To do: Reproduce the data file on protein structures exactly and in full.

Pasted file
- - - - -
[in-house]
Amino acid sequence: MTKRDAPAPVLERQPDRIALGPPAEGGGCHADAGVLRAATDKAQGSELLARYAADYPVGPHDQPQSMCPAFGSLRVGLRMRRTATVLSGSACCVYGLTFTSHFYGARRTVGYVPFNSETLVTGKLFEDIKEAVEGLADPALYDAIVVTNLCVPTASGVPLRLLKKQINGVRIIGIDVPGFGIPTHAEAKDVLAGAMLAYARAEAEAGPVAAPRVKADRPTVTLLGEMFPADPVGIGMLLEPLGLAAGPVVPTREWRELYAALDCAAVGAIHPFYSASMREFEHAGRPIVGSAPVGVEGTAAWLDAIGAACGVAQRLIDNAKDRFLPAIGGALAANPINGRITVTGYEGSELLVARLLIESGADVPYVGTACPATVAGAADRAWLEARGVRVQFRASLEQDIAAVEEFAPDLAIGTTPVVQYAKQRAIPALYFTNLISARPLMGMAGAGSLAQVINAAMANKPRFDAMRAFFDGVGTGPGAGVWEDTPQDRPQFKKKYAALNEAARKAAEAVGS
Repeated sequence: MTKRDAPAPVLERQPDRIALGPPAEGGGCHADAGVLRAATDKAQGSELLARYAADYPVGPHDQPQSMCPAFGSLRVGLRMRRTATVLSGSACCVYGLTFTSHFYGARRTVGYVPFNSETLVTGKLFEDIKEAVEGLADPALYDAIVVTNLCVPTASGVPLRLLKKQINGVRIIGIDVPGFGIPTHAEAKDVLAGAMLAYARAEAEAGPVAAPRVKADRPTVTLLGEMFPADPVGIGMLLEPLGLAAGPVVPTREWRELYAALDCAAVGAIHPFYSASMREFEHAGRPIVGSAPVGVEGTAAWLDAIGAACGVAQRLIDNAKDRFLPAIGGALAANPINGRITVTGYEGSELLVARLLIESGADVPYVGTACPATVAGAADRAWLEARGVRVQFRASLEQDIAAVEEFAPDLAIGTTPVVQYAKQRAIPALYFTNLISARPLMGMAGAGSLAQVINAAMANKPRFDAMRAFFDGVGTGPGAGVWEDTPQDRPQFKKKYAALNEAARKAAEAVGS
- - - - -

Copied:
[in-house]
Amino acid sequence: MTKRDAPAPVLERQPDRIALGPPAEGGGCHADAGVLRAATDKAQGSELLARYAADYPVGPHDQPQSMCPAFGSLRVGLRMRRTATVLSGSACCVYGLTFTSHFYGARRTVGYVPFNSETLVTGKLFEDIKEAVEGLADPALYDAIVVTNLCVPTASGVPLRLLKKQINGVRIIGIDVPGFGIPTHAEAKDVLAGAMLAYARAEAEAGPVAAPRVKADRPTVTLLGEMFPADPVGIGMLLEPLGLAAGPVVPTREWRELYAALDCAAVGAIHPFYSASMREFEHAGRPIVGSAPVGVEGTAAWLDAIGAACGVAQRLIDNAKDRFLPAIGGALAANPINGRITVTGYEGSELLVARLLIESGADVPYVGTACPATVAGAADRAWLEARGVRVQFRASLEQDIAAVEEFAPDLAIGTTPVVQYAKQRAIPALYFTNLISARPLMGMAGAGSLAQVINAAMANKPRFDAMRAFFDGVGTGPGAGVWEDTPQDRPQFKKKYAALNEAARKAAEAVGS
Repeated sequence: MTKRDAPAPVLERQPDRIALGPPAEGGGCHADAGVLRAATDKAQGSELLARYAADYPVGPHDQPQSMCPAFGSLRVGLRMRRTATVLSGSACCVYGLTFTSHFYGARRTVGYVPFNSETLVTGKLFEDIKEAVEGLADPALYDAIVVTNLCVPTASGVPLRLLKKQINGVRIIGIDVPGFGIPTHAEAKDVLAGAMLAYARAEAEAGPVAAPRVKADRPTVTLLGEMFPADPVGIGMLLEPLGLAAGPVVPTREWRELYAALDCAAVGAIHPFYSASMREFEHAGRPIVGSAPVGVEGTAAWLDAIGAACGVAQRLIDNAKDRFLPAIGGALAANPINGRITVTGYEGSELLVARLLIESGADVPYVGTACPATVAGAADRAWLEARGVRVQFRASLEQDIAAVEEFAPDLAIGTTPVVQYAKQRAIPALYFTNLISARPLMGMAGAGSLAQVINAAMANKPRFDAMRAFFDGVGTGPGAGVWEDTPQDRPQFKKKYAALNEAARKAAEAVGS